Characterization of the venom from the Australian scorpion Urodacus yaschenkoi: molecular mass analysis of components, cDNA sequences and peptides with antimicrobial activity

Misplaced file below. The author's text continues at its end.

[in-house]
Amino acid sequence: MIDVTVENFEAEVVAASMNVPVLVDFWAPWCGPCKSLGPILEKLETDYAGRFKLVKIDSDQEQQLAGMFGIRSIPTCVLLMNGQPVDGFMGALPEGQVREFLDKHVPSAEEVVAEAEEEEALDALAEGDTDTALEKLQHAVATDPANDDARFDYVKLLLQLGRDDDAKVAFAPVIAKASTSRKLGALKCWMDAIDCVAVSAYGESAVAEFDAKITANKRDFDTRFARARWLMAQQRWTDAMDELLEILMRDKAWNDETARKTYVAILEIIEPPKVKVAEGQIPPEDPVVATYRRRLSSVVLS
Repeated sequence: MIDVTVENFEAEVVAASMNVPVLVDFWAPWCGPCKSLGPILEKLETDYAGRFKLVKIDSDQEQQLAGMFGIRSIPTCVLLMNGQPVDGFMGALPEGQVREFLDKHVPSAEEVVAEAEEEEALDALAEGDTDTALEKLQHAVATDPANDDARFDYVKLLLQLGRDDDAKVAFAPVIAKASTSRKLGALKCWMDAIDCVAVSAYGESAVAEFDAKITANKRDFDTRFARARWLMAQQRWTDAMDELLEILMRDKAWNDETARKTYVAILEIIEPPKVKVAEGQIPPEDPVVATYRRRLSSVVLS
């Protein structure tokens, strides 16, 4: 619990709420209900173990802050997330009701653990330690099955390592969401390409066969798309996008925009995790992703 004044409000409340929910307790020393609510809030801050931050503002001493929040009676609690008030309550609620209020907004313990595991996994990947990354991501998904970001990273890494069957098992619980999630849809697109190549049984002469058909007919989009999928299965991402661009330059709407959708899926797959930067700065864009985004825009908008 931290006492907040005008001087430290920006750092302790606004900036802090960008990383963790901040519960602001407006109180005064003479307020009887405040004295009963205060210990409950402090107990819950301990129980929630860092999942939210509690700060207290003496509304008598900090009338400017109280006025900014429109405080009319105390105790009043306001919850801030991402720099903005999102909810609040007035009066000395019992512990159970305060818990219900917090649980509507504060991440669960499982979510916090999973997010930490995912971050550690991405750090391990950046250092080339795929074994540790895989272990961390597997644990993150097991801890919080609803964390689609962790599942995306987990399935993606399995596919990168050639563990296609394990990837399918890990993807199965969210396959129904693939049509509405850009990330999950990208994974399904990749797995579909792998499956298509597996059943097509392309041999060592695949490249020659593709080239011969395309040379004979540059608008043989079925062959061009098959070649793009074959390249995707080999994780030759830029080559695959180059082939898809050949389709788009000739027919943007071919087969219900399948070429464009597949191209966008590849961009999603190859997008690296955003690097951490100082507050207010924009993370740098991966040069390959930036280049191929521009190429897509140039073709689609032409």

The Urodacidae scorpions are the most widely distributed of the four families in Australia and represent half of the species in the continent, yet their venoms remain largely unstudied. This communication reports the first results of a proteome analysis of the venom of the scorpion Urodacus yaschenkoi performed by mass fingerprinting, after high performance liquid chromatography (HPLC) separation. A total of 74 fractions were obtained by HPLC separation allowing the identification of approximately 274 different molecular masses with molecular weights varying from 287 to 43,437 Da. The most abundant peptides were those from 1 K Da and 4-5 K Da representing antimicrobial peptides and putative potassium channel toxins, respectively. Three such peptides were chemically synthesized and tested against Gram-positive and Gram-negative bacteria showing minimum inhibitory concentration in the low micromolar range, but with moderate hemolytic activity. It also reports a transcriptome analysis of the venom glands of the same scorpion species, undertaken by constructing a cDNA library and conducting random sequencing screening of the transcripts. From the resultant cDNA library 172 expressed sequence tags (ESTs) were analyzed. These transcripts were further clustered into 120 unique sequences (23 contigs and 97 singlets). The identified putative proteins can be assorted in several groups, such as those implicated in common cellular processes, putative neurotoxins and antimicrobial peptides. The scorpion U. yaschenkoi is not known to be dangerous to humans and its venom contains peptides similar to those of Opisthacanthus cayaporum (antibacterial), Scorpio maurus palmatus (maurocalcin), Opistophthalmus carinatus (opistoporines) and Hadrurus gerstchi (scorpine-like molecules), amongst others.